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Thankful To Know The Difference

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Thanksgiving Reflection 2015

I have always preferred the word thankful to grateful. They are synonymous but I always felt reluctance to write a gratitude list. It was full of silly things like, “I am grateful that the window opens and closes.” Sometimes it is true that the act of writing a list can change your attitude. You may, in fact, be grateful for your new windows, but it feels forced. Reflects a backward look that seems selfish to me.

For me gratitude is a result. It is the feeling that comes as the result of my positive actions. Positive actions that result when I am thankful. The thankfulness is a spiritual repayment for having asked for help and receiving it. And this leads me to more and more action.

If I am thankful, I do more for others because I am compelled to “do unto others as I would have them do unto me.” It is the opposite of resentment. Bill W., in some of his writings said, he believed people have confused the notion of gratitude. “ It is not about the past, it is about the future.” If you have gratitude you are serving others. Which, if you know the AA program, is about the 12th step – carrying our message to others. The message is that you can get better. Never does it or should it be telling you who god is and what he says by the way. Today, I determine gratitude in others, by looking at what they are doing. Are they helping others, opening doors, serving food, cleaning up, and driving someone to the store or simply buying and doing things for themselves only?

Gratitude is not words it is actions. It is the result of thankfulness and appreciation for what has already been received that leads us forward into better and better living.

There seem to be fewer and fewer people in our world whose actions reflect “an attitude of gratitude.”

When we search our lives for meaning, consult our various faith traditions, are we not usually looking to strengthen our beliefs? In essence, we are seeking. Remember when you were young and learning to cross the road? A parent would say, “stop, look, go.” Today, with the complex dangers of the world I would add to these words, when you look you might also listen, before you go. It is in this looking and listening that I usually ask for help. Despite popular belief our weakness often leads us to ask for help and in this asking we are humbled not inflated. I have always found similarities when I am down, not differences. Ego asks only questions, never answers them. Craving more and never having enough is its most significant characteristic.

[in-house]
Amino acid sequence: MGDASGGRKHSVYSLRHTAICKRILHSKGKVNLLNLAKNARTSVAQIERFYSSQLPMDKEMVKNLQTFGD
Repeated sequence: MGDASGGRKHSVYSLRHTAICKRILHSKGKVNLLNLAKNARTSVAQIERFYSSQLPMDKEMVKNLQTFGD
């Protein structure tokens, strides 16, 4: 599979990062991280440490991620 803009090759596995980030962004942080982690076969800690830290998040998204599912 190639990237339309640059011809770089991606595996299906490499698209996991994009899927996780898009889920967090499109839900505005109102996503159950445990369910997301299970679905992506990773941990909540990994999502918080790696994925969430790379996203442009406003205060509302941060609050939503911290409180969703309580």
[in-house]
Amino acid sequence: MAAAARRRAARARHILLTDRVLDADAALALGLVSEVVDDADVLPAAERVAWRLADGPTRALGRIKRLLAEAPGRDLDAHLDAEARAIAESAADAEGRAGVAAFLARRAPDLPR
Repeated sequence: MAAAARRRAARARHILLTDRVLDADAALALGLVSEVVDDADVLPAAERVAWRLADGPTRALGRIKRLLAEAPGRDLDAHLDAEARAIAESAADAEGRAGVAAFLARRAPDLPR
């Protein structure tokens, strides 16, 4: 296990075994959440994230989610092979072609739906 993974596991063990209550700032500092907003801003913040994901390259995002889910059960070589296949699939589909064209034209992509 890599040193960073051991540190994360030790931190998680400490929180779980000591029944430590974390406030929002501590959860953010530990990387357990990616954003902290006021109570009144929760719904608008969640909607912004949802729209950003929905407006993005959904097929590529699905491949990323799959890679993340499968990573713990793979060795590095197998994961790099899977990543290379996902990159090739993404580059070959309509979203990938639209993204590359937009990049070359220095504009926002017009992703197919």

Our world has somehow forgotten this. It does not know when to “pause when agitated or doubtful.” Where fear used to take us inward, it now seems to project outward with disturbing and hateful rhetoric. We are forgetting the wisdom of the golden rule, a version of which appears in all cultures. When I improve my conscious contact (call it god if you like but the name is not nearly as important as the intent of the prayer) there is always a significant change in how I see myself, and the world.

As an older man, a graduate student, I studied literature. Two writers had a profound effect on my thinking. Both where deeply spiritual men, who used words to promote love and tolerance, not hate.   William Blake and Henry David Thoreau both broke barriers and responded to major changes in their worlds. The later spoke often about the importance of valuing what we have and who we are. It is not about where we will get or what we will get. The way to be at peace now, in the present, as Thoreau said was to live in thankfulness. “My thanksgiving is perpetual. It is surprising how contented one can be with nothing definite – only a sense of existence.”

When I am thankful, I see only love. I guess the world today is not thankful and it is certainly not enough to be thankful only today. It is, however, a start.

Teilhard de Chardin once said, “Driven by the forces of love, the fragments of the world seek each other so that the world may combine into being. Love alone is capable of uniting living beings in such a way as to complete and fulfill them, for it alone makes them and joins them by what is deepest in themselves.” When we go deep beyond the surface, as we do when reading, we can find what units and bonds us to each other.

Whether you call it gratitude, thankfulness, or love does not matter. Your positive attitude will lead to the service of others. These words lead to unity. When we chose resentments we perpetuate the need to separate and divide. If our religion is promoting this, it may be time to leave it behind. Man-made rhetoric, religion, is not spiritual life. Stop, look and listen inside, then go forward – it is between you and your God.